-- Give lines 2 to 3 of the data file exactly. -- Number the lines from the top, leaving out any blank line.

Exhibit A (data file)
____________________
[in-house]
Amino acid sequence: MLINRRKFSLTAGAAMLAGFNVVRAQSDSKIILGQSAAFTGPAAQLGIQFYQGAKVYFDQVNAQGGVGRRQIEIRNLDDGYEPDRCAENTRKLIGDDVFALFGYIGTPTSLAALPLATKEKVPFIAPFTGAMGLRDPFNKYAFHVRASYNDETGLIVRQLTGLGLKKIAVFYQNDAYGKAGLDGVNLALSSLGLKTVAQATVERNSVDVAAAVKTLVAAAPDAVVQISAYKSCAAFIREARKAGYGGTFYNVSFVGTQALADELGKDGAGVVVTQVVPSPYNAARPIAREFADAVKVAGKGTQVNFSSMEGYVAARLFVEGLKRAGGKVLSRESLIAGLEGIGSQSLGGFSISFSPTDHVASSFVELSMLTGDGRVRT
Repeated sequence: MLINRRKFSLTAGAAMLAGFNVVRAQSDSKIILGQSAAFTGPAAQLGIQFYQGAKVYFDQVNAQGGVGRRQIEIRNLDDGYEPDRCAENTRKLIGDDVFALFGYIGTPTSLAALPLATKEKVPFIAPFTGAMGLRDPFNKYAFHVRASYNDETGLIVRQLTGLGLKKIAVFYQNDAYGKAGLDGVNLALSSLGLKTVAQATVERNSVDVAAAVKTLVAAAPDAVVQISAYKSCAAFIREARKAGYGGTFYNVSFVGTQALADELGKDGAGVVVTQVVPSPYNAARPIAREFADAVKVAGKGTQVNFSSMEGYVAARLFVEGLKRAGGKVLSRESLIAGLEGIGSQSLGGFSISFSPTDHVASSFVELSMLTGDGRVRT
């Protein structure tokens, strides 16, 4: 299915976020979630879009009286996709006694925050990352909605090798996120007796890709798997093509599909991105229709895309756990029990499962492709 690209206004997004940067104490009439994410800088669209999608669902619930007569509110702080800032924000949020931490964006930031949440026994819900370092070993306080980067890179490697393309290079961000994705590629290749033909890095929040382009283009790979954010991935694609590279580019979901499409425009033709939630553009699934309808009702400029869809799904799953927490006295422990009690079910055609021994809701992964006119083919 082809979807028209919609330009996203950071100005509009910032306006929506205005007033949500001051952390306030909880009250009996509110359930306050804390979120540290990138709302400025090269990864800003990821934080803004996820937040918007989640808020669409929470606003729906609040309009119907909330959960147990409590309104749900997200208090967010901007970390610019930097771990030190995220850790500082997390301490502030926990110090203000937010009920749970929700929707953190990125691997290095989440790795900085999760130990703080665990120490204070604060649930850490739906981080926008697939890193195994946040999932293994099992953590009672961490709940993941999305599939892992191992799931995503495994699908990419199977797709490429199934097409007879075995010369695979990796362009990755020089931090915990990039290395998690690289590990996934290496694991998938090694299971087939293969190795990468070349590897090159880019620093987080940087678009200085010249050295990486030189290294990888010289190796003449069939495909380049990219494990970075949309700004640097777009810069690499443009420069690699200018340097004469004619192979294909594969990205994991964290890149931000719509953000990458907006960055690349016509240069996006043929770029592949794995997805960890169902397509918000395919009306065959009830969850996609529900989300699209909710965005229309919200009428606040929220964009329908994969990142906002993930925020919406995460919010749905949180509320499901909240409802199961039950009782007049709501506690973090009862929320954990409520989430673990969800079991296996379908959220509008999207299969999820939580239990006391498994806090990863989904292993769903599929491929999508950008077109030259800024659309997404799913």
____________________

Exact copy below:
Amino acid sequence: MLINRRKFSLTAGAAMLAGFNVVRAQSDSKIILGQSAAFTGPAAQLGIQFYQGAKVYFDQVNAQGGVGRRQIEIRNLDDGYEPDRCAENTRKLIGDDVFALFGYIGTPTSLAALPLATKEKVPFIAPFTGAMGLRDPFNKYAFHVRASYNDETGLIVRQLTGLGLKKIAVFYQNDAYGKAGLDGVNLALSSLGLKTVAQATVERNSVDVAAAVKTLVAAAPDAVVQISAYKSCAAFIREARKAGYGGTFYNVSFVGTQALADELGKDGAGVVVTQVVPSPYNAARPIAREFADAVKVAGKGTQVNFSSMEGYVAARLFVEGLKRAGGKVLSRESLIAGLEGIGSQSLGGFSISFSPTDHVASSFVELSMLTGDGRVRT
Repeated sequence: MLINRRKFSLTAGAAMLAGFNVVRAQSDSKIILGQSAAFTGPAAQLGIQFYQGAKVYFDQVNAQGGVGRRQIEIRNLDDGYEPDRCAENTRKLIGDDVFALFGYIGTPTSLAALPLATKEKVPFIAPFTGAMGLRDPFNKYAFHVRASYNDETGLIVRQLTGLGLKKIAVFYQNDAYGKAGLDGVNLALSSLGLKTVAQATVERNSVDVAAAVKTLVAAAPDAVVQISAYKSCAAFIREARKAGYGGTFYNVSFVGTQALADELGKDGAGVVVTQVVPSPYNAARPIAREFADAVKVAGKGTQVNFSSMEGYVAARLFVEGLKRAGGKVLSRESLIAGLEGIGSQSLGGFSISFSPTDHVASSFVELSMLTGDGRVRT